(to be continued in Day 6, Part 2)


i Which was pretty damn cool as tourist huts go. Green roof of mosses, and the inside looked like some very authentic mountaineers spent some very authentic mountaineer downtime on its strewn couches. I did not feel like I Was cool enough to be in there. Especially when I had to rent boots (since I had inadvertently left mine at home, see day 1). I expected a withering scowl of disdain from the …whatever the guide equivalent of barista is, behind the counter. Instead, it turns out she was from the US, and was super friendly and helpful. She also had about the whitest, straightest teeth I’d ever seen. It was amazingly distracting. Like talking to a freshly painted picket fence.
ii My eating style differs a bit from my compadres. I tend to prefer extremes…either eat a cliff bar and some water on the run, or have a good hearty breakfast. The rest of the group was very set on having a defined breakfast, but also often on doing it with camp foods (musli/skyr, etc.). This is fine, and a matter of personal preference, but for me, a breakfast on the run frees up time for more exploring, or conversely, a hearty breakfast gives you more opportunities to explore local eateries. Doing the middle option of eating so so camp food, but taking time to do so grates at the impatient kid in me Viva la difference, I guess.
iii I think the self-consciousness spawned by goofy rental gear is how guides, in their slick pro gear, establish dominance and herd control over us hapless tourists. I for one welcome our outdoorsy overlords.
iv Which, in Iceland, I think is not just a tragedy, but a social faux pas equivalent to, say, wearing a navy blazer to a black tie only affair. “He fell into a crevasse because he couldn’t figure out crampons? How GAUCHE.” I’m sure, like an illigetimate child in days past, hangs as an embarrassment over the family of the clumsily departed for years. “The Hakarlussons? Oh yes, nice family. Nephew fell into a glacier though, so know.”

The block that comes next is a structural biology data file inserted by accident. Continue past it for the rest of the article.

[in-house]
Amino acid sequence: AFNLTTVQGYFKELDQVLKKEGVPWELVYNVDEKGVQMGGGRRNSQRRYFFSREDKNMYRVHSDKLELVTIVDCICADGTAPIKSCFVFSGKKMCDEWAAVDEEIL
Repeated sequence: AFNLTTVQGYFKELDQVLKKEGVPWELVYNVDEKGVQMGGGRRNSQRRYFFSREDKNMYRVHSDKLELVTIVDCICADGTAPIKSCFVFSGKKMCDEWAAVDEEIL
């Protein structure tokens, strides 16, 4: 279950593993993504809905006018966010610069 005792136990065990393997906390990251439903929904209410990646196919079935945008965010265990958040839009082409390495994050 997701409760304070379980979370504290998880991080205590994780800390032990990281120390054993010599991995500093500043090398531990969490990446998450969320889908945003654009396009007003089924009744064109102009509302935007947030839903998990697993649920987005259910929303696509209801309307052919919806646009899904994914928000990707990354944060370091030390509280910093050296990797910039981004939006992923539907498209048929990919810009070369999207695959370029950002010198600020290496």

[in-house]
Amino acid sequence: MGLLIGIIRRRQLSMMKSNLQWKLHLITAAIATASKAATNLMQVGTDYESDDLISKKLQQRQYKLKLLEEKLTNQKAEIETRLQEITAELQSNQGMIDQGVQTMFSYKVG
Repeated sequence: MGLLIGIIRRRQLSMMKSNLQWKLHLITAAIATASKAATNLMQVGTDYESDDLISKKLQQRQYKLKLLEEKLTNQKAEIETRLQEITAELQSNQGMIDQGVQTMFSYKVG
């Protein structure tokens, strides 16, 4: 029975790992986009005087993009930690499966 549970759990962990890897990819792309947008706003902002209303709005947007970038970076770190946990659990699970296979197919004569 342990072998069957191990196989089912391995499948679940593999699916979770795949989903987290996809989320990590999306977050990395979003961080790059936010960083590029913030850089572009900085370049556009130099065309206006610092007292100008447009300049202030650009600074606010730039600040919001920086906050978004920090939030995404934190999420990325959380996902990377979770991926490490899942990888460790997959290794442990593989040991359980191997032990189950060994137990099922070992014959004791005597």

v When one is faced with a massive sheet of ice and stone that dwarfs you and challenges your sense of scale, perspective, and largeness in the universe, it is somewhat comforting in a puerile way to have several inch long daggers strapped to your feet by which you stab the source of your existential crisis with every step. “Take THAT inexorable geologic forces! *stab* *Stab* *stab*. I admit for a brief while, I was more gleefully overcompensating with foot-stabbing than was probably warranted. Ice axes are less satisfying, but go along with the whole Viking mythos. “Today I shall be climbing aloft mighty Skaftafelsjokull, across whose icy fields I will stride with my might ax across my shoulders…”.
vi Coming from an area where excessive bacteria counts in ambient water are an almost ubiquitous constant for all water bodies, this took a quick mental adjustment. However, this was about as pure as water gets, a little silt notwithstanding.
vii And though common courtesy prevented me from pointing it out, vaguely shaped like vulva inside, leading to all sorts of metaphoric contemplations I won’t elaborate on. On seeing pictures, one less inhibited friend asked, “Hey, what’s with the giant ice vagina?”.
viii I suppose I had it coming, after years of catering on tour boats in the St. Lawrence where we told gullible tourists they could see the international boundary line on the bottom of the river if they looked over the boat when we crossed into Canadian waters, and telling children visiting our local park here that the sound of our resident Moorhens (raucous chicken-like birds with vaguely simian calls) were actual Swamp monkeys.